Much has been written about hypothyroidism in the canine press over the past decade, and with good reason. It is all too common in dogs, and is especially common in breeds that are/were large and active; but in fact it is rare in toy and miniature breeds. Unfortunately, it is not something that is apparent at birth or in early puppyhood where it could be more efficiently removed from the breeding population. The breeds reported to be pre-disposed to hypothyroidism, according to Merck, are the Golden Retriever, Doberman Pinscher, Irish Setter, Miniature Schnauzer, Dachshund, Cocker Spaniel and Airedale Terrier. But closer to our concerns, it has been noted by Miki and Julie Collins in "Dog Driver" to be all too common in the better known sled dog breeds such as the Alaskan Malamute, Samoyed and Siberian Husky. It is also well known among more distant relatives like the Akita and Chow Chow. Dr. Arleigh Reynolds of Cornell University, a competitive driver of Alaskan Huskies, once suggested that it was widespread among some Alaskan Husky kennels, when he stated that many of those dogs are routinely medicated with synthetic thyroid hormone. This observation has been recently echoed by Dr. Mark May, another musher veterinarian in the January/February 2000 edition of Mushing in an article by Will Forsberg entitled "Educating Mushers". Please understand that while supplemental thyroid hormone may correct an imbalance in a dog at rest, or for companion animal type activities, it cannot hope to fully return the gland to its correct, healthy ability to respond to stress or athletic performance of the magnitude of an expedition or race. Perhaps some of the unexplained deaths of dogs during races is linked with this disease. The thyroid gland has been referred to as a master gland, especially by Dr. Jean Dodds whose research and writings should be accessed for more specific, technical information. The thyroid is the metronome, the "idle screw" of the body. It controls the basal metabolic rate, regulating the body's response to all changes/challenges. It makes glucose (sugar energy) available to meet metabolic demands by increasing the breakdown of glycogen stored in the muscles, and the use of stored fats for the same purpose. It increases glucose absorption in the intestines, stimulates new protein synthesis (makes muscle, antibodies and performs tissue repairs), stimulates heart rate, cardiac output and blood flow, increases neural transmission, cerebration (thinking) and neuronal development in young animals. In fact, an article in last August's New England Journal of Medicine discussed the impact of maternal hypothyroidism and fetal development. It seems that thyroid deficiency during the latter two thirds of gestation and the first months after delivery can result in mental retardation and sometimes neurologic deficits. The article went on to suggest routine screening for subclinical (not obvious) hypothyroidism be added to all pregnant women's care. The clinical signs associated with hypothyroidism vary from dog to dog, and not every sign will present in every affected dog. Some of the classic signs are: (1) a gain in body weight without an associated change in appetite (2) decreased activity, reluctance to play, mental dullness, producing either a lumpy or sometimes an aggressive, cranky dog (3) shivering, heat seeking, inability to maintain normal body temperature (4) changes in skin and hair coat: skin thickens, increased skin folds around the face creating a sad, tragic expression; tail may become almost bare, skin is scaly, symmetrical alopecia (baldness), lack of coat regrowth, persistent infections (5) mild, non-regenerative anemia (6) muscle tone is lost, muscles are soft and doughy (7) lack of libido, reduction in sperm count, abnormal/absent estrous cycles with reduced conception rate (8) impaired joint function. I won't go into the details of the impact of this disease on each of the organ systems, but suffice it to say that the picture is not one of a vigorous athletic animal. It is the antithesis of what an Inuit Sled Dog or any useful creature needs to be. I recall an argument some years ago that a low thyroid was a sign of an efficient use of energy, and therefore correct in a breed that was an "easy keeper". I never could keep a straight face when I heard that one. A high functioning thyroid does not mean "hyperthyroidism". It does not mean crazy, obsessive-compulsive, burn out. A high functioning thyroid is ready to respond in a split second to the needs of the animal/person by fine tuning the metabolism to maintain homeostasis or balance and continued harmony. It speeds up the immune system when faced with a challenge, it heals wounds, it neutralizes and removes waste material. It helps use fuel for warmth and work and repair, or keeps the animal's cooling system working when needed.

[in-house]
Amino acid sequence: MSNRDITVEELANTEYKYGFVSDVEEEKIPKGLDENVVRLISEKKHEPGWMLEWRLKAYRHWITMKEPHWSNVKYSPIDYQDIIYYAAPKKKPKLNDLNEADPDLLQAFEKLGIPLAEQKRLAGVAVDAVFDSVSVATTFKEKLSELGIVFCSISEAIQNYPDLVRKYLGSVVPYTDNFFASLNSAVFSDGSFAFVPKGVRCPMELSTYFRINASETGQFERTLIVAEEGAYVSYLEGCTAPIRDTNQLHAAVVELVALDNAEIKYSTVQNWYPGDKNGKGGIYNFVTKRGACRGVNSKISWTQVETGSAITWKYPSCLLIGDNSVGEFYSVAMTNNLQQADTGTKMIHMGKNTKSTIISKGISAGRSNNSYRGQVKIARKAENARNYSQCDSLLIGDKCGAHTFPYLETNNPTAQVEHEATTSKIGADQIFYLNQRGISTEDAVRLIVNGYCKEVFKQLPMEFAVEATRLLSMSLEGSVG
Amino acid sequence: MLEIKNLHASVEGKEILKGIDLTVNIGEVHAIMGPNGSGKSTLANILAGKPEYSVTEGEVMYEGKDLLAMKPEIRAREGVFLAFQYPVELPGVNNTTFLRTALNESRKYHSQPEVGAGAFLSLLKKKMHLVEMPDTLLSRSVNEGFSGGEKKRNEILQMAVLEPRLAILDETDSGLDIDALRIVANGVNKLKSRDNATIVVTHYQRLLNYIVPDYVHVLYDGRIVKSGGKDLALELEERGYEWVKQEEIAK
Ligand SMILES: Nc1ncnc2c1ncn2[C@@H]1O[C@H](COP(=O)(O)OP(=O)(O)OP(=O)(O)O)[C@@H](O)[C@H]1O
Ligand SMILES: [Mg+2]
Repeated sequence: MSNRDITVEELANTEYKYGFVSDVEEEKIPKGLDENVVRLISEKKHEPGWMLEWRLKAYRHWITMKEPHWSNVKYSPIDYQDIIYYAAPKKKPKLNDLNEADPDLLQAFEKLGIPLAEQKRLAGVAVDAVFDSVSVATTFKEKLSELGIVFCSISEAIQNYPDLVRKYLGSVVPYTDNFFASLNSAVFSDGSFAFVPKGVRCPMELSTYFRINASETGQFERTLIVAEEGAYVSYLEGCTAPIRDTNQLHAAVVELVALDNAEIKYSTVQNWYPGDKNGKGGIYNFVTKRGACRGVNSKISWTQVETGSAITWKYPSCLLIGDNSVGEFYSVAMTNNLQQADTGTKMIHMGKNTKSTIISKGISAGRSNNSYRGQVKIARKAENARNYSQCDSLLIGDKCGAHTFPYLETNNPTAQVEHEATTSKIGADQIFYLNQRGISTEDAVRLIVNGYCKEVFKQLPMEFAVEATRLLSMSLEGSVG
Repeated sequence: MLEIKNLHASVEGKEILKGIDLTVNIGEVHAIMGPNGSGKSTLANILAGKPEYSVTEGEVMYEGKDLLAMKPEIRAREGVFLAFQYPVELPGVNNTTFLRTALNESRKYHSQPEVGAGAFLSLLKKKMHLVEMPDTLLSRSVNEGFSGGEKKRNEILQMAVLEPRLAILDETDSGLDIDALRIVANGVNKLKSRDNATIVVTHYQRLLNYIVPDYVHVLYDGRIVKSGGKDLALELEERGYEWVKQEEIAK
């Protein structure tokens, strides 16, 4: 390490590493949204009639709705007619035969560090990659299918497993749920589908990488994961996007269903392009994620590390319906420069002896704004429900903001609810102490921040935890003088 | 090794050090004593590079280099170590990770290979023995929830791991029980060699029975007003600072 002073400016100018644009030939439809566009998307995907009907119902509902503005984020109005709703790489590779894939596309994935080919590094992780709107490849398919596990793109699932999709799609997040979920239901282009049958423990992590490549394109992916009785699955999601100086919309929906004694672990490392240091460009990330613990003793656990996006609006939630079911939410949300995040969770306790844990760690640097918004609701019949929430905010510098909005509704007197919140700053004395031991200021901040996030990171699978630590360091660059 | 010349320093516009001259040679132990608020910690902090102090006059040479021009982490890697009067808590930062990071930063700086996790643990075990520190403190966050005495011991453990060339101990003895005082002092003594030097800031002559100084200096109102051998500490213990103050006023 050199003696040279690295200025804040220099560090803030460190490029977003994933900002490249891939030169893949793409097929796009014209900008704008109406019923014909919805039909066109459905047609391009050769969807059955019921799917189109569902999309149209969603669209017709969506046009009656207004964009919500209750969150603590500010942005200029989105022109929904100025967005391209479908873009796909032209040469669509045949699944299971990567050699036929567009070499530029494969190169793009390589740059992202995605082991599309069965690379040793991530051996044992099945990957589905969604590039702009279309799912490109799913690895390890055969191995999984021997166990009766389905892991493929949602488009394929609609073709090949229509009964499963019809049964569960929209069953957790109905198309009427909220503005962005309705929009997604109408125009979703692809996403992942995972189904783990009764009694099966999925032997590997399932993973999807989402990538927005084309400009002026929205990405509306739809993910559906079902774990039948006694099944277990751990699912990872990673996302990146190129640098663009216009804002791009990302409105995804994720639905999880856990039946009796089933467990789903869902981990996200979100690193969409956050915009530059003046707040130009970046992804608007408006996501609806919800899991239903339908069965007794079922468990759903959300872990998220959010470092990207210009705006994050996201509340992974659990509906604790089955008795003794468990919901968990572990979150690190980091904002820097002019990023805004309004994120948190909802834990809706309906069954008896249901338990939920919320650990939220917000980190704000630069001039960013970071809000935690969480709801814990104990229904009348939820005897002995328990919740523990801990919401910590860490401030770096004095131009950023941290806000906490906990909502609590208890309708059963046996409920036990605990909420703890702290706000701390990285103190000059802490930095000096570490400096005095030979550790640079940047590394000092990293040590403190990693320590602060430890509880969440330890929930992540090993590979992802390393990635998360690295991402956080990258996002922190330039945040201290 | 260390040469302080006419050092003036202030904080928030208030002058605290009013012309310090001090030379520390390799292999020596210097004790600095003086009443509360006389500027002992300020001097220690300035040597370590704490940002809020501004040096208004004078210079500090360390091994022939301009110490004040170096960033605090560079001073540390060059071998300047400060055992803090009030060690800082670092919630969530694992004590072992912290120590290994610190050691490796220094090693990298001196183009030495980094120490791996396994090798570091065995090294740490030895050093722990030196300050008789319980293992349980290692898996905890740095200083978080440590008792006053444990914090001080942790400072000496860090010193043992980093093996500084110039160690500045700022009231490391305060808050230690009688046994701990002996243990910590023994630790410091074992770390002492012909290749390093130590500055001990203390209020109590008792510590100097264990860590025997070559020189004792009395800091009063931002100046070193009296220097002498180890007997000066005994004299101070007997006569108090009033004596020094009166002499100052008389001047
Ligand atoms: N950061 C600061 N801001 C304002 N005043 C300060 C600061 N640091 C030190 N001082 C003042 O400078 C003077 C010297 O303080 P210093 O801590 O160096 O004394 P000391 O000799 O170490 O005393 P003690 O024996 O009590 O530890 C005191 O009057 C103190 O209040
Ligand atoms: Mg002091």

Why should I be writing about this for the Fan Hitch? Although hypothyroidism may not now be a genetic problem in the ISD, it has the potential to develop here as it has in so many other breeds. It has already been noted in the New Guinea Singing Dog, which is about as primitive a breed as they come, if only in Southern Hemisphere, dingo style. If we would be smug and secure, we must remain vigilant. Hypothyroidism is suspected to be polygenetic in its inheritance. From a practical point of view, that means that the multiple genes that produce it may accumulate until there are enough of them to be expressed clinically in symptoms or diagnosed in blood tests, but as their frequency increases, more and more individual dogs will reach "threshold" and express the disease. Low thyroid levels may begin to show up at 6 months of age in some dogs. It has been suggested that dogs kept for breeding be tested at puberty, when thyroid activity is normally very high (younger, rapidly growing dogs have a greater uptake of iodine and a faster rate of release) and that part of our selective process include a consideration of the results of such a test. Normal values in lab work were originally estimated by averaging the values of a population of dogs ASSUMED to be normal. We need to know what is normal for an ISD, not for a 13 year old mastiff who is assumed to be normal. I have personally known of dogs who had all the "earmarks" of hypothyroidism, but the vet used by the owner told them that the dog was just "low normal". Six months to a year later, they became clinically diagnosed.  There are marked differences in thyroid morphology (shape and structural proportions) and function between canine breeds of European origin and the Basenji (another primitive), which originated in Africa. At the same level of iodine intake, thyroidal turnover of iodine in the Basenji is 2 to 3 times faster than in European breeds. People who own and love Basenjis will tell you that they are more active than most people want, and that some owners have put runway shelves on the walls of their dogs' enclosures, since they like to climb and bounce off the walls. Beyond those Inuit people who have returned to their traditional lifestyle, no one is going to stress test their dogs sufficiently to eliminate the early hints of any weakness, including hypothyroidism. In the book "Dog Driver" it was suggested that people had inadvertently selected for dogs with subclinical hypothyroidism because they were softer and easier to handle, having what was considered "a better temperament". [I have also heard about an article that was published as part of the proceedings of the International Council of Archaeozoology, held in Victoria, B.C. that would link hypothyroidism to domestication. If any readers can direct me to the original text, I would be grateful.] 

So, here we are, trying to preserve a piece of the Pleistocene as far as our dogs go. Although modern society fantasizes about Jurassic Park and raising the Mammoth from the ice and inseminating an elephant egg with its DNA, I am sure that most of them would dirty their diapers if they had to live with an ISD. When normal, active children and normal, active pets are being medicated into submission, what better than to breed for the ideal dog which doesn't bark, doesn't bite, doesn't challenge the most sniveling, inept owner. Is it any wonder why large active breeds of dog are the ones most commonly affected by hypothyroidism? And why dog breeds small enough to be dismissed as amusing, even at the height of their ferocious displays, are not affected? A fully affected dog is a medical concern, but a subclinically affected dog, one who has just the beginnings of this dumbing down disease, is the one who is most likely to be successfully placed as a pet - and reproduce his kind.